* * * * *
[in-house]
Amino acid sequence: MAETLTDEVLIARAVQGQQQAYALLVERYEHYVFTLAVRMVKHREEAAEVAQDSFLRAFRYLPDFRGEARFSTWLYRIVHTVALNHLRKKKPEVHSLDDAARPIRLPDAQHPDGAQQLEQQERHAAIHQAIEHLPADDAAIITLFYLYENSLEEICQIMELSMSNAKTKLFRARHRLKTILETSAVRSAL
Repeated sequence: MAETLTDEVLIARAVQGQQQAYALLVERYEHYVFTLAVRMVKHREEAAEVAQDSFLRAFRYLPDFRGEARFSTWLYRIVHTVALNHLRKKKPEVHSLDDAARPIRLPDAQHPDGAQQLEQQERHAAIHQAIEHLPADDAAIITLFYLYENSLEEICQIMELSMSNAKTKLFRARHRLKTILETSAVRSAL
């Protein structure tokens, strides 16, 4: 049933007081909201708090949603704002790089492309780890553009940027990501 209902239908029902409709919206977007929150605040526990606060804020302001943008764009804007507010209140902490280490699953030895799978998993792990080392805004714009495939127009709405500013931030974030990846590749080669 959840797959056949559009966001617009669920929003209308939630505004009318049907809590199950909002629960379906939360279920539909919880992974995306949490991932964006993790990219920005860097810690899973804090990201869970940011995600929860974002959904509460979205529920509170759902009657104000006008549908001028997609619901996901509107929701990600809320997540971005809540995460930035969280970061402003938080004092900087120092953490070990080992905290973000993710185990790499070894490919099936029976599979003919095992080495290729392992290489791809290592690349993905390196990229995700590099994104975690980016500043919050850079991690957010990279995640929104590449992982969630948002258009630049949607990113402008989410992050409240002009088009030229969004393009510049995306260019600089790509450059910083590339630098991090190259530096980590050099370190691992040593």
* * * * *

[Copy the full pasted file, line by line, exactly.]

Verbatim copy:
[in-house]
Amino acid sequence: MAETLTDEVLIARAVQGQQQAYALLVERYEHYVFTLAVRMVKHREEAAEVAQDSFLRAFRYLPDFRGEARFSTWLYRIVHTVALNHLRKKKPEVHSLDDAARPIRLPDAQHPDGAQQLEQQERHAAIHQAIEHLPADDAAIITLFYLYENSLEEICQIMELSMSNAKTKLFRARHRLKTILETSAVRSAL
Repeated sequence: MAETLTDEVLIARAVQGQQQAYALLVERYEHYVFTLAVRMVKHREEAAEVAQDSFLRAFRYLPDFRGEARFSTWLYRIVHTVALNHLRKKKPEVHSLDDAARPIRLPDAQHPDGAQQLEQQERHAAIHQAIEHLPADDAAIITLFYLYENSLEEICQIMELSMSNAKTKLFRARHRLKTILETSAVRSAL
């Protein structure tokens, strides 16, 4: 049933007081909201708090949603704002790089492309780890553009940027990501 209902239908029902409709919206977007929150605040526990606060804020302001943008764009804007507010209140902490280490699953030895799978998993792990080392805004714009495939127009709405500013931030974030990846590749080669 959840797959056949559009966001617009669920929003209308939630505004009318049907809590199950909002629960379906939360279920539909919880992974995306949490991932964006993790990219920005860097810690899973804090990201869970940011995600929860974002959904509460979205529920509170759902009657104000006008549908001028997609619901996901509107929701990600809320997540971005809540995460930035969280970061402003938080004092900087120092953490070990080992905290973000993710185990790499070894490919099936029976599979003919095992080495290729392992290489791809290592690349993905390196990229995700590099994104975690980016500043919050850079991690957010990279995640929104590449992982969630948002258009630049949607990113402008989410992050409240002009088009030229969004393009510049995306260019600089790509450059910083590339630098991090190259530096980590050099370190691992040593």